NAIOP Arizona’s events can draw a crowd. About 750 people attended the group’s signature Night at the Fights event in 2015. However, commercial success was an effort of dozens of chairmen, formerly referred to as presidents. In fact, one former chairman joked that all you had to do was miss the wrong meeting to be “awarded” the role. Now, the list of chairmen, even from the early days, are accomplished and recognized industry- wide for success.
“It’s the preeminent national real estate development organization and I believe then and now that I needed to be involved in the organization,” says John Strittmatter, chairman of Ryan Companies US, Inc., whojoined NAIOP-AZ in 1994, when Ryan Companies opened an office in Arizona. “I got more involved as this office became more active.”
John DiVall, senior vice president and city manager of Liberty Property Trust’s Arizona region, came from the Midwest to start business in a new region for the company.
“Nobody knew me or my company. As much as I put into (NAIOP), it came nowhere near what I got out of it. I encourage people to get involved in our industry. As willing as you are to get involved, the more you get out of it. It helped me get integrated into the real estate community here.”
With a continuing goal of expanding membership, the chapter imported events like Night at the Fights, borrowed from a successful Orange County chapter. The chapter was on
a mission for a signature event that could raise resources for the group. Now, it has multiple signature events.
“The goal wasn’t to make a lot of money, but to make a lot of friends,” Bob Mulhern says about the group’s first golf tournament, held at The Raven. “Over the next five years, we became the organization that offered bigger relationship-building events.”
David Krumwiede was talked into joining by his then-employer and former NAIOP President Tom Roberts in 1986.
When he eventually became president, akin to what’s now the role of chairman, Phoenix was coming out of the savings and loan crisis and considered an up-and-coming market. It was time, Krumwiede says, for signature events. At the time, NAIOP had 40 members. Even Krumwiede’s secretary doubled as the organization’s admin during his presidency.
“We didn’t have a big budget, so we rolled the dice by throwing a big, signature event,” he recalls. That event was the first Night at the Fights.
The event was held at the Ritz and drew a crowd of 250 people. Many of which, Krumwiede says with some amusement, didn’t even know what to expect or had ever seen live boxing. At the 2015 Night at the Fights, the event capped out at 750 attendees.
“It was such a big event, if it didn’t go well, we weren’t going to be a chapter anymore,” Mulhern says.
“Some of us weren’t sure if it would be successful,” Strittmatter admits. “I was sort of on the fence about it and (Dave) Krumwiede always kids me on this … If you look at who is in the organization and who is in the events, it’s people I deal with daily. It’s an opportunity for me to create and find resources for Ryan (Companies) to use.”
Events like Night at the Fights, that helped bring NAIOP-AZ into the black paved the way for a stronger legislative presence due to its ability to donate to PACs and lobby at the Legislature. The chapter has a legacy of bringing in more than just figurehead presidents, Mulhern says.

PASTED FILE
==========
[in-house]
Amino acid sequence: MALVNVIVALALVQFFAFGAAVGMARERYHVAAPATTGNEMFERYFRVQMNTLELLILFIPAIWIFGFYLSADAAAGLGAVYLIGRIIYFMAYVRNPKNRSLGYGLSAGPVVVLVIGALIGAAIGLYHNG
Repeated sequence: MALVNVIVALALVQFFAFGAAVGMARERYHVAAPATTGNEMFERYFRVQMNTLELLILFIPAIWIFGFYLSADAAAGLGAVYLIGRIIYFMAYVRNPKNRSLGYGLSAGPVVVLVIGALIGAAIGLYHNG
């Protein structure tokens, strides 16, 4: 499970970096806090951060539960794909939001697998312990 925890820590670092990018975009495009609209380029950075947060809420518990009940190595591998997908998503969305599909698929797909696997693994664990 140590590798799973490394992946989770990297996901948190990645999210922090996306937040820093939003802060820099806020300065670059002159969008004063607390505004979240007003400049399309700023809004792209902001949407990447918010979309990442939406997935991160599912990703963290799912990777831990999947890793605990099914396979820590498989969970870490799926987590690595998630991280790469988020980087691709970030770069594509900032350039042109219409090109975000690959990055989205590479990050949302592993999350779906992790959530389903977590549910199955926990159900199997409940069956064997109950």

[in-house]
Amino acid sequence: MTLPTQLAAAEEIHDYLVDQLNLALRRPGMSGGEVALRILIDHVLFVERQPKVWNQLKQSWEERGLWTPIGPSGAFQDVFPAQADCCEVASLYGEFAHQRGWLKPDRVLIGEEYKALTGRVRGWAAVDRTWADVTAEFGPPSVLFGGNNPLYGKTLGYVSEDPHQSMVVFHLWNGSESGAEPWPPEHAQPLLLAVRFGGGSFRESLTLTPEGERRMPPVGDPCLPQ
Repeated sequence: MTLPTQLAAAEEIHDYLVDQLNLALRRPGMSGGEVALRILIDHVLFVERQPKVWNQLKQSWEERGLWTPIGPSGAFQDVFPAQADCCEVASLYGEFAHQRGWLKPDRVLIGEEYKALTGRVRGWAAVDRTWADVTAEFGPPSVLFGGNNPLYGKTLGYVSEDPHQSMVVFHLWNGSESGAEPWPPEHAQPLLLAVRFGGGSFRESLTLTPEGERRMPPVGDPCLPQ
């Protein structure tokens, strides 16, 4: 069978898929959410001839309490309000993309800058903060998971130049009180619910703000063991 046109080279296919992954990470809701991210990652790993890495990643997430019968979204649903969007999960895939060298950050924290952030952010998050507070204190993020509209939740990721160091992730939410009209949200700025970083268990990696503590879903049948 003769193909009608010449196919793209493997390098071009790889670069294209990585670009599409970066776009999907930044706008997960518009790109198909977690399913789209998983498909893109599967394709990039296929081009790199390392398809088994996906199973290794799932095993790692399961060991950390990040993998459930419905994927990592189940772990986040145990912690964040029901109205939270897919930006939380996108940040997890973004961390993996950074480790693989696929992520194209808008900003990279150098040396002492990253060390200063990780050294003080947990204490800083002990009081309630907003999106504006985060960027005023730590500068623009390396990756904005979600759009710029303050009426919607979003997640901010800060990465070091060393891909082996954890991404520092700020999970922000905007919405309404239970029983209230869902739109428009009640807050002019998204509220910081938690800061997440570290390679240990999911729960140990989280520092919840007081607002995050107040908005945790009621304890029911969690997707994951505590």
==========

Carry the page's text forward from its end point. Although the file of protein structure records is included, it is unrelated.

“It’s like any business. It’s being seen a lot of places, doing a lot of stuff, volunteering. You become friends with all these people,” says Bolton. “When you call, they know who you are. Is there one person, is there one event? Nah.”
Bolton also brought one more important thing to the table — a recommendation for Tim Lawless.
Lawless has been the CEO for nearly 10 years.
“They really go in there and pour a lot of time and energy into it,” Mulhern says. “It just amazes me how much each person adds.”
The networking events are a gateway to NAIOP-AZ’s role as an advocate for commercial development.
When Craig Coppola was chairman of NAIOP, Arizona’s commercial real estate taxes were among the top five most expensive in the nation.
“We were at a distinct competitive disadvantage competing for new company relocations,” Coppola says. “Additionally, the entire commercial real estate industry was disjointed, with each segment looking out for its own specific interests. NAIOP was the group that could organize, coordinate, and advocate for commercial real estate. At the time, this was our sole focus because it had so much impact on the future.”
Bolton recalls, in 2000, “the biggest, largest, most dreadful attack on commercial real estate in Arizona” was initiated by the Sierra Club. The group was attempting to put a development restriction ring around every municipality that had 2,500 or more citizens, akin to Portland.
“That was a huge referendum that NAIOP, along with many others, were able to get the real information out to the market, to the citizens and they voted no,” Bolton says. “That was the legacy … (Arizona was the) only state in the country trying this. We beat them so handily, they dropped it in other places.”
Bolton was also the member who brought Lawless to NAIOP, whose main focus has been property tax reform.
“Our voice has adopted a consistent, focused, and reasoned approach to help make Arizona competitive in taxation and meaningful job creation,” Coppola says. “We have had some major wins for our industry, but those wins have really helped Arizona’s economy grow markedly. Within the organization, the average member knows that our collective efforts matter and are encouraged to be thoughtful business citizens. I think this results in a more effective and productive trade organization.”